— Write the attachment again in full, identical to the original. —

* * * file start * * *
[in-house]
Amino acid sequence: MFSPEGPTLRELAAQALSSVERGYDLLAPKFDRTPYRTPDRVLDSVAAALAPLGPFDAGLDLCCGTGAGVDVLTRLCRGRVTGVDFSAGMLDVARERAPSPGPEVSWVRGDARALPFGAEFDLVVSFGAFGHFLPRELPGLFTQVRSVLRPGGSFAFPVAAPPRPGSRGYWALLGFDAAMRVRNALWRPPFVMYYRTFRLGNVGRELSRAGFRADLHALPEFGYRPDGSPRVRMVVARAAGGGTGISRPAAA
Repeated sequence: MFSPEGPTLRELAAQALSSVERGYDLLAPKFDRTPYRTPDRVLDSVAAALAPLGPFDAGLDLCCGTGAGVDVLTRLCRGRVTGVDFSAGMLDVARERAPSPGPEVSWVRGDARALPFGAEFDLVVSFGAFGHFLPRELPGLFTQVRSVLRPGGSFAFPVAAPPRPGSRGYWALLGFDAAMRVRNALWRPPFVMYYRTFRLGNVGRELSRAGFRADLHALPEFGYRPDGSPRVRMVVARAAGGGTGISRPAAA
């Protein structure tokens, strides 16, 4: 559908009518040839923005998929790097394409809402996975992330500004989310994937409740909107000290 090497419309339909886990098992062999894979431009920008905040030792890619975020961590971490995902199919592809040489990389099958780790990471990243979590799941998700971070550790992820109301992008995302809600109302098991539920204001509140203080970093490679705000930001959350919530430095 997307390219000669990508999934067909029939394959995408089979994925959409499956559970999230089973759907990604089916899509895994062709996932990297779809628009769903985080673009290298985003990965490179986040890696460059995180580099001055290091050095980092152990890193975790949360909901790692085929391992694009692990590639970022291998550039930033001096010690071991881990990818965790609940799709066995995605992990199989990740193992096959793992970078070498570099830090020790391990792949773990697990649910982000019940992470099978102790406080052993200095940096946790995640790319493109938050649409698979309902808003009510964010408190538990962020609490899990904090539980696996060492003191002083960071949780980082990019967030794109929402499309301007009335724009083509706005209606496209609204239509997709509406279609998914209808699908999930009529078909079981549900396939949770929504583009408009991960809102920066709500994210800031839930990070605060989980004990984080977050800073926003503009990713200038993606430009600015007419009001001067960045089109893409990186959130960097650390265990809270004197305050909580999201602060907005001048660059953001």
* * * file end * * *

[in-house]
Amino acid sequence: MFSPEGPTLRELAAQALSSVERGYDLLAPKFDRTPYRTPDRVLDSVAAALAPLGPFDAGLDLCCGTGAGVDVLTRLCRGRVTGVDFSAGMLDVARERAPSPGPEVSWVRGDARALPFGAEFDLVVSFGAFGHFLPRELPGLFTQVRSVLRPGGSFAFPVAAPPRPGSRGYWALLGFDAAMRVRNALWRPPFVMYYRTFRLGNVGRELSRAGFRADLHALPEFGYRPDGSPRVRMVVARAAGGGTGISRPAAA
Repeated sequence: MFSPEGPTLRELAAQALSSVERGYDLLAPKFDRTPYRTPDRVLDSVAAALAPLGPFDAGLDLCCGTGAGVDVLTRLCRGRVTGVDFSAGMLDVARERAPSPGPEVSWVRGDARALPFGAEFDLVVSFGAFGHFLPRELPGLFTQVRSVLRPGGSFAFPVAAPPRPGSRGYWALLGFDAAMRVRNALWRPPFVMYYRTFRLGNVGRELSRAGFRADLHALPEFGYRPDGSPRVRMVVARAAGGGTGISRPAAA
């Protein structure tokens, strides 16, 4: 559908009518040839923005998929790097394409809402996975992330500004989310994937409740909107000290 090497419309339909886990098992062999894979431009920008905040030792890619975020961590971490995902199919592809040489990389099958780790990471990243979590799941998700971070550790992820109301992008995302809600109302098991539920204001509140203080970093490679705000930001959350919530430095 997307390219000669990508999934067909029939394959995408089979994925959409499956559970999230089973759907990604089916899509895994062709996932990297779809628009769903985080673009290298985003990965490179986040890696460059995180580099001055290091050095980092152990890193975790949360909901790692085929391992694009692990590639970022291998550039930033001096010690071991881990990818965790609940799709066995995605992990199989990740193992096959793992970078070498570099830090020790391990792949773990697990649910982000019940992470099978102790406080052993200095940096946790995640790319493109938050649409698979309902808003009510964010408190538990962020609490899990904090539980696996060492003191002083960071949780980082990019967030794109929402499309301007009335724009083509706005209606496209609204239509997709509406279609998914209808699908999930009529078909079981549900396939949770929504583009408009991960809102920066709500994210800031839930990070605060989980004990984080977050800073926003503009990713200038993606430009600015007419009001001067960045089109893409990186959130960097650390265990809270004197305050909580999201602060907005001048660059953001």